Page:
Data are always generated within a context. They are generated for a particular purpose, under particular hypotheses and, above all, by a particular group of producers. Funding bodies and journals insist upon broad data release to maximize the resource value of the information. But data still remain someone's life work to be bartered in an economy of knowledge production. The value of research publications is currently acknowledged by citation. If this practice of citation is extended to datasets, these datasets and their producers will be properly recognized. Some data stimulate research by other users and some datasets remain unused commodities. Knowledge of which datasets are useful will help with redirecting funding and research efforts.

Recent opinions on prepublication data release (Nature 461, 168–170, 2009) and on access to materials at time of publication (Nature 461, 171–173, 2009) proposed citation of unique data identifiers as a way to give appropriate credit to data producers. This idea was first raised in this journal by Anne Cambon-Thomsen (Nat. Genet. 34, 25–26, 2003), who emphasized the ethical necessity for citation and tracking of unique resource identifiers. Citation of database entries is now widely seen as appropriate for large resource projects as well as for distributed projects such as collecting gene variants from clinics. More recently, we have discussed citation credit in a number of editorials (Nat. Genet. 39, 931, 2007) and blog posts.

Generators of large resource projects such as the Wellcome Trust Case Control Consortium (, the 1000 Genomes ( and the International Cancer Genome Consortium ( stand to receive many citations of their papers by users of the data they are releasing. Inevitably, any group adopting very early data release will have discussed imposing use conditions that might limit competing publications until publication of the first global analyses by the consortium. We predict that any use restrictions will be counterproductive because they will limit citation and utility of the authors' own work and will be unenforceable by journals. In practice, data producers often have plans for their own data well beyond the period of any embargo, and they also expect data users to continue to avoid competing with them on declared or obvious large-scale analyses. One problem with imposing use restrictions specifying arbitrary units of time and data is that data production evolves in magnitude and type; by the time a large project publishes its analysis, the state of the art is usually a larger or different type of dataset. Indeed, some large resource projects may never be associated with high-impact papers, but if data are citable from the time of release, the datasets can become citation classics in their own right.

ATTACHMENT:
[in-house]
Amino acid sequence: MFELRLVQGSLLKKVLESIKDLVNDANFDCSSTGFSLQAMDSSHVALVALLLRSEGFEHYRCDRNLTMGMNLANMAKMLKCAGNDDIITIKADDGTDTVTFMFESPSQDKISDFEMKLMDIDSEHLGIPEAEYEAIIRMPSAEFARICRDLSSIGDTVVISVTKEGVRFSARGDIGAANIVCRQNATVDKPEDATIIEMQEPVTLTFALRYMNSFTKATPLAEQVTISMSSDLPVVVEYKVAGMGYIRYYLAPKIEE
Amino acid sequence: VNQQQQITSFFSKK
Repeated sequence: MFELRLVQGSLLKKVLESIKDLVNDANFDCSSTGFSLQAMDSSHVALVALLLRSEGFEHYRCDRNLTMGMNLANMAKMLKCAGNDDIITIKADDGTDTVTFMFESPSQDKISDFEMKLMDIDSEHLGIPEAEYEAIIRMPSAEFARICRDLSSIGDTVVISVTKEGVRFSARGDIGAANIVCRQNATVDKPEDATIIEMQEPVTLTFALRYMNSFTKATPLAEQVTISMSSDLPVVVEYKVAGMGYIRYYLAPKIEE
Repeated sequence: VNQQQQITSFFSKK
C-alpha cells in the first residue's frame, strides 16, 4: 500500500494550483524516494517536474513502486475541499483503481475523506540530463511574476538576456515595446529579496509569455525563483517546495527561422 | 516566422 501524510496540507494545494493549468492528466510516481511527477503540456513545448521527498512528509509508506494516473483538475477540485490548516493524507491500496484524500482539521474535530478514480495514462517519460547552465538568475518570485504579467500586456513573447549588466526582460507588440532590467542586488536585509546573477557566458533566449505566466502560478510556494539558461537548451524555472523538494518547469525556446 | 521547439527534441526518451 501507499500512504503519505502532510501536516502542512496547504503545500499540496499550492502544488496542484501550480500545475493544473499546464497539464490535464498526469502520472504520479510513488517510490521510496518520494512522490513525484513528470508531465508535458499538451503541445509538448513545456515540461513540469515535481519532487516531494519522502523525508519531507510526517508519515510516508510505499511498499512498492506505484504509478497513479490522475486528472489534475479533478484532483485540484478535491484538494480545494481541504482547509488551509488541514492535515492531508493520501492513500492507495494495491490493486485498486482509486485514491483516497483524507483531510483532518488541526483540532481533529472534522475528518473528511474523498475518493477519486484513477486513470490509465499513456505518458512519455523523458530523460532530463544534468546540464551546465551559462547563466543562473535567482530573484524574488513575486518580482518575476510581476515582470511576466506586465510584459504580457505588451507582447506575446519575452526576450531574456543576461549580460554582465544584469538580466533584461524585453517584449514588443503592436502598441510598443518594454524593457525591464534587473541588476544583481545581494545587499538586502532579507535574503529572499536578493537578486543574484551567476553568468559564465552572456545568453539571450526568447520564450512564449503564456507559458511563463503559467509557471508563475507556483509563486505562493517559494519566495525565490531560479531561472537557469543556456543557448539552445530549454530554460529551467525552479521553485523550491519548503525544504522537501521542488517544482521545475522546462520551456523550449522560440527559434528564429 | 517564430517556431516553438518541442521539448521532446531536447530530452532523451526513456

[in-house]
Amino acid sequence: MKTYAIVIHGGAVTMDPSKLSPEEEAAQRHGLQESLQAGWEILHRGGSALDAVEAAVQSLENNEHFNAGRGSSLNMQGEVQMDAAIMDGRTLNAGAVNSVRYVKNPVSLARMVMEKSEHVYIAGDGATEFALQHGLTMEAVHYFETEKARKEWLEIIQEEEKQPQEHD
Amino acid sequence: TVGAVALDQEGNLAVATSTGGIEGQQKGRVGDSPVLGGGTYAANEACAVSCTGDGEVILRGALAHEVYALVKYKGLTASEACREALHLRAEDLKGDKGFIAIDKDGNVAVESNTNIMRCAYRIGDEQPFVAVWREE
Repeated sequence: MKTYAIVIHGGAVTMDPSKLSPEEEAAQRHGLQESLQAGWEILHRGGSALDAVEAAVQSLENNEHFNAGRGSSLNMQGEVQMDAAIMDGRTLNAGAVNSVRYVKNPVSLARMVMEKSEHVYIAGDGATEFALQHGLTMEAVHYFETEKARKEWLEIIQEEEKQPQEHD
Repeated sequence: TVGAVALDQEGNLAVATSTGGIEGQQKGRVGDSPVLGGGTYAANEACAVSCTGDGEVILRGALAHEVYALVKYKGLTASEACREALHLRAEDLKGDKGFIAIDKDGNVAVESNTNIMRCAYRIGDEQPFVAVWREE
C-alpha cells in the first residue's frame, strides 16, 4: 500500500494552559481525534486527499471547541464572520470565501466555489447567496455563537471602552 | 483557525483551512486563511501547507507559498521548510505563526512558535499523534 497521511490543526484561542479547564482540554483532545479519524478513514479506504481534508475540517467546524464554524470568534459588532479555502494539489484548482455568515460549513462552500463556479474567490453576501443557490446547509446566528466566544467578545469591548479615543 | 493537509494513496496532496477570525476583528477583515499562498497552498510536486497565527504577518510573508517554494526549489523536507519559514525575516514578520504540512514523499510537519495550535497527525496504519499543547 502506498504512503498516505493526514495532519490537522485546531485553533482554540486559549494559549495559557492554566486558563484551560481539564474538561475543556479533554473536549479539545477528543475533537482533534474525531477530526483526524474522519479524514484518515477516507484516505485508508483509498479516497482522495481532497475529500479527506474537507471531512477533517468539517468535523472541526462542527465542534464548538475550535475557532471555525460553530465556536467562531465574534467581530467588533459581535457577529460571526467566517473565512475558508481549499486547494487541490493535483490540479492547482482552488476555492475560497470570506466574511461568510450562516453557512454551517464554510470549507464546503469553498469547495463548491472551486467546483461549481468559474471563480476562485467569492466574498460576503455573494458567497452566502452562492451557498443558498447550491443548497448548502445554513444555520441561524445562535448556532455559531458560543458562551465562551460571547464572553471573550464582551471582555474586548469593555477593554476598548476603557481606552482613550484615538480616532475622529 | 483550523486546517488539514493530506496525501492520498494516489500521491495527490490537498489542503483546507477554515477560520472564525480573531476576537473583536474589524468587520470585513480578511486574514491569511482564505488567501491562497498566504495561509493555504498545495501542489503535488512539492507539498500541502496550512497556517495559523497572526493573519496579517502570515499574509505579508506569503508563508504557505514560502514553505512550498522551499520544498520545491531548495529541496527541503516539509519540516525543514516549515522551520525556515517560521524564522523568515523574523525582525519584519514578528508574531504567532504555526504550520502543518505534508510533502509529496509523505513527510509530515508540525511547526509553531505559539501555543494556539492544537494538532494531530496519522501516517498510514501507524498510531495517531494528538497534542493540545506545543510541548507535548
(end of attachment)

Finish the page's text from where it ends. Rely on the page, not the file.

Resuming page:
What form should citable data identifiers take? They must work with existing unique resource identifier conventions and with the existing well-funded stable repositories used by research communities. However, these identifiers are not just for locating data but are for stably identifying the data units and versions with particular data producers, curators, funders and affiliations in a citable form. Because publications are currently the main source of scientific credit and because publishers have already developed citable digital object identifiers (DOI), it would seem to be their opportunity to grasp or to fumble. We propose citing DOIs that tag a combination of repository, database, accession, version, contributor and funder.

Of course, precise citation of all research output represents the bare minimum of respect for colleagues and competitors. This journal also endorses communication between data producers and data users. Whereas it is impossible for journals to restrict the use of data already in the public domain, we can show evidence of communication between producers and users to referees. Many funders of large resource projects now require a data release policy and plan for global analysis by the data producers. These parts of the successfully refereed grant should be published as a 'marker paper' or deposited in a citable preprint archive such as Nature Precedings. At very least, the details of the producers' work and intents should be available to users in a citable form in the database holding the data. Data users can submit an email demonstrating that they have contacted the data producers with their plan for use of the data and showing that they have read the producers' data release policy, conditions and plan for analysis.